31 Mar 2008 | Online Presentations | Contributor(s): Sunhee Lee, Hoon Ryu, Gerhard Klimeck
The nanoHUB tool "Quantum Dot Lab" allows users to compute the quantum mechanical "particle in a box" problem for a variety of different
confinement shapes, such as boxes, ellipsoids, disks, and pyramids. Users can explore, interactively, the energy spectrum and orbital shapes of new quantized states, as well as quickly view these artificial atoms have their own particular optical absorption properties. This presentation introduces the particle in the box problem in 1D and 3D, and explores the concept of occupied and empty states, allowed transitions, and optical absorption. Students are encouraged to duplicate all the simulation results shown in the presentation. Exercises and a project or homework assignment are given at the end of the presentation.
Nanoelectronic Modeling Lecture 12: Open 1D Systems - Transmission through Double Barrier Structures - Resonant Tunneling
27 Jan 2010 | Online Presentations | Contributor(s): Gerhard Klimeck, Dragica Vasileska
This presentation shows that double barrier structures can show unity transmission for energies BELOW the barrier height, resulting in resonant tunneling. The resonance can be associated with a quasi bound state, and the bound state can be related to a simple particle in a box calculation.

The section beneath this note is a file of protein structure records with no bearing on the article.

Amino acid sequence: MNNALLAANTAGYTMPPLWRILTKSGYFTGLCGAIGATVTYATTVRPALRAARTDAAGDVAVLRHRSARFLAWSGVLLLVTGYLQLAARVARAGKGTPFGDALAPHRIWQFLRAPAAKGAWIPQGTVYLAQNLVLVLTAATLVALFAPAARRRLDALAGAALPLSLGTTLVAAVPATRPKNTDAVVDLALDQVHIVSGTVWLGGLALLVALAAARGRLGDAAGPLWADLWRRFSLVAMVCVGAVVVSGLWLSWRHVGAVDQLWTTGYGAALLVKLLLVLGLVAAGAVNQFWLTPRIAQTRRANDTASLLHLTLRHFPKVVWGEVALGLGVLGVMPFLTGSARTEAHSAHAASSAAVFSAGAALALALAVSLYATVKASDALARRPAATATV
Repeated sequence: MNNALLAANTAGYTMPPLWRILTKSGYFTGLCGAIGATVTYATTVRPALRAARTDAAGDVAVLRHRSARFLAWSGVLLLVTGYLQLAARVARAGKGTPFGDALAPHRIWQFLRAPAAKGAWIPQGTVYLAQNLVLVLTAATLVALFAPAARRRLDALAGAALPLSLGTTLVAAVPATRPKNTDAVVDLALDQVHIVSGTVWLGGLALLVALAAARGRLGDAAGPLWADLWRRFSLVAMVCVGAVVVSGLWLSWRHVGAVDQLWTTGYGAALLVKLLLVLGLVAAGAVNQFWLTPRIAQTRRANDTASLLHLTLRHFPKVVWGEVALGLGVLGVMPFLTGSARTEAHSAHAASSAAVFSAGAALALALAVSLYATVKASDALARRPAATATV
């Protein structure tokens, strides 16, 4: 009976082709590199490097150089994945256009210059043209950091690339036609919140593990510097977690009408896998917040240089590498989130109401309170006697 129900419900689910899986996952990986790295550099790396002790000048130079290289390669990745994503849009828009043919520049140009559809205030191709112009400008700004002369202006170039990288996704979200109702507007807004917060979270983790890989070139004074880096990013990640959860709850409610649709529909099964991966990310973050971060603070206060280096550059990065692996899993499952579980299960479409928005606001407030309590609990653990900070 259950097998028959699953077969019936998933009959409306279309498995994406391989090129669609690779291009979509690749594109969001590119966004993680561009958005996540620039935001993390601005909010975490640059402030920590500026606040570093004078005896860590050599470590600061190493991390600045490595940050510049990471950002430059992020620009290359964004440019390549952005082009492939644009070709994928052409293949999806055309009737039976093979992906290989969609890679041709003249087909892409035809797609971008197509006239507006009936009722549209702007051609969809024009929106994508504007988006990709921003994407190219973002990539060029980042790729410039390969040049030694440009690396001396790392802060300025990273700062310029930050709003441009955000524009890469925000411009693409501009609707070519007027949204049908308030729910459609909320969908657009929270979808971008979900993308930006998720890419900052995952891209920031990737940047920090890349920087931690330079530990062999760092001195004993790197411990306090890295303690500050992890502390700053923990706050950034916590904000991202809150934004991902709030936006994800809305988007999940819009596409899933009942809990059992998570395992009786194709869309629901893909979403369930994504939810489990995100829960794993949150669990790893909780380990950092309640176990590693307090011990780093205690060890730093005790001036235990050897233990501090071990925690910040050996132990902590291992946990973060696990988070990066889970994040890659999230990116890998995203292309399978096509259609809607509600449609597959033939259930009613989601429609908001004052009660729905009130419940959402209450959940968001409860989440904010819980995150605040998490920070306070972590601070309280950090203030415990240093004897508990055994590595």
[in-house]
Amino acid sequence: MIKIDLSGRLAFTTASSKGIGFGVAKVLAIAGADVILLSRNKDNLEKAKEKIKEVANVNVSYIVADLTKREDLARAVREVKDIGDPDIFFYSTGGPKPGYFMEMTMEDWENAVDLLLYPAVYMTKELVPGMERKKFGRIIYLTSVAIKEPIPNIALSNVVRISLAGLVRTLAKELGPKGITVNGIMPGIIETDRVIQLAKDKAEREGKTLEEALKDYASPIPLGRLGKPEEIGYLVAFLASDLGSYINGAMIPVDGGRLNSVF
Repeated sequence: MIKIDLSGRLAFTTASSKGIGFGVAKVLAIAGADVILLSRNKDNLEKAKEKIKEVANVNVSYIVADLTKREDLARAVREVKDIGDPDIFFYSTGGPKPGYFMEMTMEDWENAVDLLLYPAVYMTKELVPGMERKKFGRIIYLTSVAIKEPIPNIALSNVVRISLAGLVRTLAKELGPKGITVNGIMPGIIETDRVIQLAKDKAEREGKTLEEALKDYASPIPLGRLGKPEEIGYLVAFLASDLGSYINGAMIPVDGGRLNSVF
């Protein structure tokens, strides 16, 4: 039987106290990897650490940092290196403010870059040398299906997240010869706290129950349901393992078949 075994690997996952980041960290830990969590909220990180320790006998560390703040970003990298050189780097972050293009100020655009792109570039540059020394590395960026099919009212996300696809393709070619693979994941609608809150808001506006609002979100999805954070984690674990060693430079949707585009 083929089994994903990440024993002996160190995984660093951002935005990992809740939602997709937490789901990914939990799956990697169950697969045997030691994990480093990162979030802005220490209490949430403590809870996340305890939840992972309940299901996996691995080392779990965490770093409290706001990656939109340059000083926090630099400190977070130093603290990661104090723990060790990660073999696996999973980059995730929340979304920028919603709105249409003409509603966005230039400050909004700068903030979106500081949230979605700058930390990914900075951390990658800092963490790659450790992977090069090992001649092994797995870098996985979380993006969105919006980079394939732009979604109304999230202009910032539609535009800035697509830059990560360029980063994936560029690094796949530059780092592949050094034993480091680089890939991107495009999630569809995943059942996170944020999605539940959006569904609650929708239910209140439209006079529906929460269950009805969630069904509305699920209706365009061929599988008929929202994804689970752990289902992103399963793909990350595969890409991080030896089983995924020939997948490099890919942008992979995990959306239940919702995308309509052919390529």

HPC and Visualization for multimillion atom simulations
21 Jun 2005 | Online Presentations | Contributor(s): Gerhard Klimeck
This presentation gives an overview of the HPC and visulaization efforts involving multi-million atom simulations for the June 2005 NSF site visit to the Network for Computational Nanotechnology.
Nanoelectronic Modeling Lecture 01: Overview
25 Jan 2010 | Online Presentations | Contributor(s): Gerhard Klimeck
The goal of this series of lectures is to explain the critical concepts in the understanding of the state-of-the-art modeling of nanoelectronic devices such as resonant tunneling diodes, quantum wells, quantum dots, nanowires, and ultra-scaled transistors. Three fundamental concepts critical to the understanding of nanoelectronic devices will be explored: 1) open systems vs. closed systems, 2) non-equilibrium systems vs. close-to-equilibrium systems, and 3) atomistic material representation vs. continuum matter representation.
ECE 606 Lecture 1: Introduction/Crystal Classification
30 Aug 2012 | Online Presentations | Contributor(s): Gerhard Klimeck
ECE 606 Lecture 2: Quantum Mechanics
14 Sep 2012 | Online Presentations | Contributor(s): Gerhard Klimeck
ECE 606 Lecture 25: Modern MOSFETs
03 Dec 2012 | Online Presentations | Contributor(s): Gerhard Klimeck
NEMO 1-D: The First NEGF-based TCAD Tool and Network for Computational Nanotechnology
28 Dec 2004 | Online Presentations | Contributor(s): Gerhard Klimeck
Nanotechnology has received a lot of public attention since U.S. President Clinton announced the U.S.
National Nanotechnology Initiative. New approaches to applications in electronics, materials,
medicine, biology and a variety of other areas will be developed in this new multi-disciplinary field.